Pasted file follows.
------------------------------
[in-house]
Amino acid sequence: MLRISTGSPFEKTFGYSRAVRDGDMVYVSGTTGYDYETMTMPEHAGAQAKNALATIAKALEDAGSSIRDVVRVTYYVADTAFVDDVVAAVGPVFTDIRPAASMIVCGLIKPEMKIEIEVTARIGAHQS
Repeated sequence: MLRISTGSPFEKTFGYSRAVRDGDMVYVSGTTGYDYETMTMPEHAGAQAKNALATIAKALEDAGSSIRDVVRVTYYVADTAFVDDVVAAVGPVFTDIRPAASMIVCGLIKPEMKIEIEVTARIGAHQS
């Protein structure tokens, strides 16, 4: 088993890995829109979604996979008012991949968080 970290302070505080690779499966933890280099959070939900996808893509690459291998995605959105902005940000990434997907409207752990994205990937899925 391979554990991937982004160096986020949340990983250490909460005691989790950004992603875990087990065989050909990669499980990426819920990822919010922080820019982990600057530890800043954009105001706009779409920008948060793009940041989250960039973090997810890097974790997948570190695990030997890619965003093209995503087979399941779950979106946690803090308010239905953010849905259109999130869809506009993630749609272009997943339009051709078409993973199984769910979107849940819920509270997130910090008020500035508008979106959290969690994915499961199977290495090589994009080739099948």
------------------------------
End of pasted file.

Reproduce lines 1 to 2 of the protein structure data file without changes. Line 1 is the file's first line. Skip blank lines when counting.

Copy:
[in-house]
Amino acid sequence: MLRISTGSPFEKTFGYSRAVRDGDMVYVSGTTGYDYETMTMPEHAGAQAKNALATIAKALEDAGSSIRDVVRVTYYVADTAFVDDVVAAVGPVFTDIRPAASMIVCGLIKPEMKIEIEVTARIGAHQS